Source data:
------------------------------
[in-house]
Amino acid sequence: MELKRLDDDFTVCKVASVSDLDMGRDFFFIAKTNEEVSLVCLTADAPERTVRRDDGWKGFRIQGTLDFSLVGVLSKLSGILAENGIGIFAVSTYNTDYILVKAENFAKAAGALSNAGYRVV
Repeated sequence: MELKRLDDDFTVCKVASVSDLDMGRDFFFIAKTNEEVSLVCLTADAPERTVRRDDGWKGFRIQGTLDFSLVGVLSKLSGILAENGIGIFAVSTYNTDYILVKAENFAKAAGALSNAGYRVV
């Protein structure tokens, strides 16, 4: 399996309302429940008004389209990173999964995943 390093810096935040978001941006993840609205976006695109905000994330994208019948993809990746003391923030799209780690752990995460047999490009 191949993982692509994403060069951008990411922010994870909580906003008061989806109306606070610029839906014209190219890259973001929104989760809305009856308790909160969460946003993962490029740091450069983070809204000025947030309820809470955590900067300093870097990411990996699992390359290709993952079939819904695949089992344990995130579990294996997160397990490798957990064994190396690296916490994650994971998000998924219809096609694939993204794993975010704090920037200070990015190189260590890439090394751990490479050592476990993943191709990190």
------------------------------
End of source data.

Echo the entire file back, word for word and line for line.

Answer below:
[in-house]
Amino acid sequence: MELKRLDDDFTVCKVASVSDLDMGRDFFFIAKTNEEVSLVCLTADAPERTVRRDDGWKGFRIQGTLDFSLVGVLSKLSGILAENGIGIFAVSTYNTDYILVKAENFAKAAGALSNAGYRVV
Repeated sequence: MELKRLDDDFTVCKVASVSDLDMGRDFFFIAKTNEEVSLVCLTADAPERTVRRDDGWKGFRIQGTLDFSLVGVLSKLSGILAENGIGIFAVSTYNTDYILVKAENFAKAAGALSNAGYRVV
């Protein structure tokens, strides 16, 4: 399996309302429940008004389209990173999964995943 390093810096935040978001941006993840609205976006695109905000994330994208019948993809990746003391923030799209780690752990995460047999490009 191949993982692509994403060069951008990411922010994870909580906003008061989806109306606070610029839906014209190219890259973001929104989760809305009856308790909160969460946003993962490029740091450069983070809204000025947030309820809470955590900067300093870097990411990996699992390359290709993952079939819904695949089992344990995130579990294996997160397990490798957990064994190396690296916490994650994971998000998924219809096609694939993204794993975010704090920037200070990015190189260590890439090394751990490479050592476990993943191709990190």